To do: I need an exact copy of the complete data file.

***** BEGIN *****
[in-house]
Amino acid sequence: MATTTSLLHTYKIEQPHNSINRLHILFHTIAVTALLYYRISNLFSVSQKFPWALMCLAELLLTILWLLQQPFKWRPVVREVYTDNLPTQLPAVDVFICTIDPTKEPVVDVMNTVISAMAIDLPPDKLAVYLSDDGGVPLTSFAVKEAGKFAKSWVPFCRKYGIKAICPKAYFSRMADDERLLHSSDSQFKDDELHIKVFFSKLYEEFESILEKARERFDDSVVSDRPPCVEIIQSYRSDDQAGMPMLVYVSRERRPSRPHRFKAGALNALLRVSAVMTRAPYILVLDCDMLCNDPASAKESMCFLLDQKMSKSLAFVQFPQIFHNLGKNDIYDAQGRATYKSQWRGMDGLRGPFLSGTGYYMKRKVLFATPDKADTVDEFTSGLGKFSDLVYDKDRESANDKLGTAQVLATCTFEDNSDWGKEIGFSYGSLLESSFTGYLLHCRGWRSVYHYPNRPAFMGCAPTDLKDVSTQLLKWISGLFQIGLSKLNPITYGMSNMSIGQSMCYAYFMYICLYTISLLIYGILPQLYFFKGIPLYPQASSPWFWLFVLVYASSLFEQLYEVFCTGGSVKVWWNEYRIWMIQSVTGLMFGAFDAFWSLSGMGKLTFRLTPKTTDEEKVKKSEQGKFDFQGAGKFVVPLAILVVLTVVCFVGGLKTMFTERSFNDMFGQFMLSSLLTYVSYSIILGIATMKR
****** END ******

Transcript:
[in-house]
Amino acid sequence: MATTTSLLHTYKIEQPHNSINRLHILFHTIAVTALLYYRISNLFSVSQKFPWALMCLAELLLTILWLLQQPFKWRPVVREVYTDNLPTQLPAVDVFICTIDPTKEPVVDVMNTVISAMAIDLPPDKLAVYLSDDGGVPLTSFAVKEAGKFAKSWVPFCRKYGIKAICPKAYFSRMADDERLLHSSDSQFKDDELHIKVFFSKLYEEFESILEKARERFDDSVVSDRPPCVEIIQSYRSDDQAGMPMLVYVSRERRPSRPHRFKAGALNALLRVSAVMTRAPYILVLDCDMLCNDPASAKESMCFLLDQKMSKSLAFVQFPQIFHNLGKNDIYDAQGRATYKSQWRGMDGLRGPFLSGTGYYMKRKVLFATPDKADTVDEFTSGLGKFSDLVYDKDRESANDKLGTAQVLATCTFEDNSDWGKEIGFSYGSLLESSFTGYLLHCRGWRSVYHYPNRPAFMGCAPTDLKDVSTQLLKWISGLFQIGLSKLNPITYGMSNMSIGQSMCYAYFMYICLYTISLLIYGILPQLYFFKGIPLYPQASSPWFWLFVLVYASSLFEQLYEVFCTGGSVKVWWNEYRIWMIQSVTGLMFGAFDAFWSLSGMGKLTFRLTPKTTDEEKVKKSEQGKFDFQGAGKFVVPLAILVVLTVVCFVGGLKTMFTERSFNDMFGQFMLSSLLTYVSYSIILGIATMKR